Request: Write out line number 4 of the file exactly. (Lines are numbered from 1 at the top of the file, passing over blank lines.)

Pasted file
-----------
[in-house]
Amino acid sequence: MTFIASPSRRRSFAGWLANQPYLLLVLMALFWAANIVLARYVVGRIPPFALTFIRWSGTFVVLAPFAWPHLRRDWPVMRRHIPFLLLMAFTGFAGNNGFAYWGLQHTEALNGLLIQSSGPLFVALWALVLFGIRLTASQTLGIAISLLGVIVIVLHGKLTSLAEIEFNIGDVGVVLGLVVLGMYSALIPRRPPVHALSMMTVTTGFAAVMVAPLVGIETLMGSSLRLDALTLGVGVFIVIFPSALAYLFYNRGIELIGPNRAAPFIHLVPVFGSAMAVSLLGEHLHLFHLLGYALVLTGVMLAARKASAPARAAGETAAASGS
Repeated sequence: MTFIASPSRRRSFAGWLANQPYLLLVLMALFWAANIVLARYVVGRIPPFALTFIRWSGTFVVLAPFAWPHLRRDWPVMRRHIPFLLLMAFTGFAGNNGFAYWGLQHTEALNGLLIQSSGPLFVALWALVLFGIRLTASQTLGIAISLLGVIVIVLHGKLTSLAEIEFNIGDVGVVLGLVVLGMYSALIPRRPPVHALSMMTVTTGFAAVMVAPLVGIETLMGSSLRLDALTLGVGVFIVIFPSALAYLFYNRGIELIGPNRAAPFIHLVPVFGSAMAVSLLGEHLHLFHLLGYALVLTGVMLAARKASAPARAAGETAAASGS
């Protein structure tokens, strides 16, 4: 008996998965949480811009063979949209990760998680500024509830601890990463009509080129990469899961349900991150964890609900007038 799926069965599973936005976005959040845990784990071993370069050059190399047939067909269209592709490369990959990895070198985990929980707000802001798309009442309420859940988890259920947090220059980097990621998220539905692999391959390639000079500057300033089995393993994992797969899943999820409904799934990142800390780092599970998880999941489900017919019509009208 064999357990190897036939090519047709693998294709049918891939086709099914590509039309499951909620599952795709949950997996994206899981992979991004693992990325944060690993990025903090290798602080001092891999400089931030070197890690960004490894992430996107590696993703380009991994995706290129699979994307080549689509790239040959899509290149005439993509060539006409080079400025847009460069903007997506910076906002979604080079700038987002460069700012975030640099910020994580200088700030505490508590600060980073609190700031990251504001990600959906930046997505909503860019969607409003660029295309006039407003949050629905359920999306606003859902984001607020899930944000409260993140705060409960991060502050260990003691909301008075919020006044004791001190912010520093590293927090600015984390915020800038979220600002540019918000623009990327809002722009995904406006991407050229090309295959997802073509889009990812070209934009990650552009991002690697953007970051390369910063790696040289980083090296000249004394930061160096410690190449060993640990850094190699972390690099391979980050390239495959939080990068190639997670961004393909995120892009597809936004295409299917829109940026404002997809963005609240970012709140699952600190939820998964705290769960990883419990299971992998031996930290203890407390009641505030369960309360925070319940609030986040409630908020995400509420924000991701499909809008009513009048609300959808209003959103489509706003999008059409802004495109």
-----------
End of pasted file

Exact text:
């Protein structure tokens, strides 16, 4: 008996998965949480811009063979949209990760998680500024509830601890990463009509080129990469899961349900991150964890609900007038 799926069965599973936005976005959040845990784990071993370069050059190399047939067909269209592709490369990959990895070198985990929980707000802001798309009442309420859940988890259920947090220059980097990621998220539905692999391959390639000079500057300033089995393993994992797969899943999820409904799934990142800390780092599970998880999941489900017919019509009208 064999357990190897036939090519047709693998294709049918891939086709099914590509039309499951909620599952795709949950997996994206899981992979991004693992990325944060690993990025903090290798602080001092891999400089931030070197890690960004490894992430996107590696993703380009991994995706290129699979994307080549689509790239040959899509290149005439993509060539006409080079400025847009460069903007997506910076906002979604080079700038987002460069700012975030640099910020994580200088700030505490508590600060980073609190700031990251504001990600959906930046997505909503860019969607409003660029295309006039407003949050629905359920999306606003859902984001607020899930944000409260993140705060409960991060502050260990003691909301008075919020006044004791001190912010520093590293927090600015984390915020800038979220600002540019918000623009990327809002722009995904406006991407050229090309295959997802073509889009990812070209934009990650552009991002690697953007970051390369910063790696040289980083090296000249004394930061160096410690190449060993640990850094190699972390690099391979980050390239495959939080990068190639997670961004393909995120892009597809936004295409299917829109940026404002997809963005609240970012709140699952600190939820998964705290769960990883419990299971992998031996930290203890407390009641505030369960309360925070319940609030986040409630908020995400509420924000991701499909809008009513009048609300959808209003959103489509706003999008059409802004495109």